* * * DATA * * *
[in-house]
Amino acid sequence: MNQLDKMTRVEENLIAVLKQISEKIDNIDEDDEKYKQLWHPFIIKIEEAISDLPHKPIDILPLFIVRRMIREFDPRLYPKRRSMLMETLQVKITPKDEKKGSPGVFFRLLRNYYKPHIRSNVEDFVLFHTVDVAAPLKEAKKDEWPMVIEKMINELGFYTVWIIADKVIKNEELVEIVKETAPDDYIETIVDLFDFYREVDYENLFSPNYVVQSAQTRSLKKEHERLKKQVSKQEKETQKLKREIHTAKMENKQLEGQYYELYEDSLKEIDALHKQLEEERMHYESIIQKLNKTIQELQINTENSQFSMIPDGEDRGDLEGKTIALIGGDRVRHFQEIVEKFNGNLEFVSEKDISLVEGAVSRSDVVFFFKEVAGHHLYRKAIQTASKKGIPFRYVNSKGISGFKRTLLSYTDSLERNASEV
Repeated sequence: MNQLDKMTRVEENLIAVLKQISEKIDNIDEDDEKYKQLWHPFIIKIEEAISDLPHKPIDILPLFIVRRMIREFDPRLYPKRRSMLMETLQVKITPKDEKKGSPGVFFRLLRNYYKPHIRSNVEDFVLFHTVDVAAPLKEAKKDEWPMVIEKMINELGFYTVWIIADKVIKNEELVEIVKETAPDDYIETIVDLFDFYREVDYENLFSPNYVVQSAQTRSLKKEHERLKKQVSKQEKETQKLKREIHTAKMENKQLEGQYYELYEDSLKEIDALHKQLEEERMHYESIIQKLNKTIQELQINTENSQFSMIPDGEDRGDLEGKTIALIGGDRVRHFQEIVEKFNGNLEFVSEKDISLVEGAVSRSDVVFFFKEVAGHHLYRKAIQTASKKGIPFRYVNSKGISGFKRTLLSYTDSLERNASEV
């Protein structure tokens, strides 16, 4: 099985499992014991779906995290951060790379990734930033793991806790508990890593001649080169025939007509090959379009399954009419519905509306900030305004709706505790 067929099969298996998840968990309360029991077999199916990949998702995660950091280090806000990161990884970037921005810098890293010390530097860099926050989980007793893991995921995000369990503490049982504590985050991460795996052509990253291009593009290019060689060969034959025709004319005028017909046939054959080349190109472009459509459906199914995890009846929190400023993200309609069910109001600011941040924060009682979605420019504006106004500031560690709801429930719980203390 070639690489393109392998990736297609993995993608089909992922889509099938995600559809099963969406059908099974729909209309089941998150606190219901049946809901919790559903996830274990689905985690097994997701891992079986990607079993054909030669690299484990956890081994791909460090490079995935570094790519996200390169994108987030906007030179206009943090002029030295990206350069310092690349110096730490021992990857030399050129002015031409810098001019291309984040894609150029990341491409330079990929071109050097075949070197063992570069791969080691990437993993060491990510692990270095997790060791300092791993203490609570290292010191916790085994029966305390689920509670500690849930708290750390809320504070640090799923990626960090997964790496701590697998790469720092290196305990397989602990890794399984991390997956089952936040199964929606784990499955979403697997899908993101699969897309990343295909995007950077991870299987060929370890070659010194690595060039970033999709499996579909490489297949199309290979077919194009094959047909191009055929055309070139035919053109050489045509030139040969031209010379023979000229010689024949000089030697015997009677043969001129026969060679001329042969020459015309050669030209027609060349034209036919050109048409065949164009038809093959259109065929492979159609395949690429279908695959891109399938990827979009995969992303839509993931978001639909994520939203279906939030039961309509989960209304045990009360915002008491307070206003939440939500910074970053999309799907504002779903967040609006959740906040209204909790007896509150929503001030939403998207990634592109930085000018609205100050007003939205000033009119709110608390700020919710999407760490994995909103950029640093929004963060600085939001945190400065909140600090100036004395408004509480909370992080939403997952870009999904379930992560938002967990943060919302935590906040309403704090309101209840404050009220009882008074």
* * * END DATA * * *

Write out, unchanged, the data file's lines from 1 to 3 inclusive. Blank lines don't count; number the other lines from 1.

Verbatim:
[in-house]
Amino acid sequence: MNQLDKMTRVEENLIAVLKQISEKIDNIDEDDEKYKQLWHPFIIKIEEAISDLPHKPIDILPLFIVRRMIREFDPRLYPKRRSMLMETLQVKITPKDEKKGSPGVFFRLLRNYYKPHIRSNVEDFVLFHTVDVAAPLKEAKKDEWPMVIEKMINELGFYTVWIIADKVIKNEELVEIVKETAPDDYIETIVDLFDFYREVDYENLFSPNYVVQSAQTRSLKKEHERLKKQVSKQEKETQKLKREIHTAKMENKQLEGQYYELYEDSLKEIDALHKQLEEERMHYESIIQKLNKTIQELQINTENSQFSMIPDGEDRGDLEGKTIALIGGDRVRHFQEIVEKFNGNLEFVSEKDISLVEGAVSRSDVVFFFKEVAGHHLYRKAIQTASKKGIPFRYVNSKGISGFKRTLLSYTDSLERNASEV
Repeated sequence: MNQLDKMTRVEENLIAVLKQISEKIDNIDEDDEKYKQLWHPFIIKIEEAISDLPHKPIDILPLFIVRRMIREFDPRLYPKRRSMLMETLQVKITPKDEKKGSPGVFFRLLRNYYKPHIRSNVEDFVLFHTVDVAAPLKEAKKDEWPMVIEKMINELGFYTVWIIADKVIKNEELVEIVKETAPDDYIETIVDLFDFYREVDYENLFSPNYVVQSAQTRSLKKEHERLKKQVSKQEKETQKLKREIHTAKMENKQLEGQYYELYEDSLKEIDALHKQLEEERMHYESIIQKLNKTIQELQINTENSQFSMIPDGEDRGDLEGKTIALIGGDRVRHFQEIVEKFNGNLEFVSEKDISLVEGAVSRSDVVFFFKEVAGHHLYRKAIQTASKKGIPFRYVNSKGISGFKRTLLSYTDSLERNASEV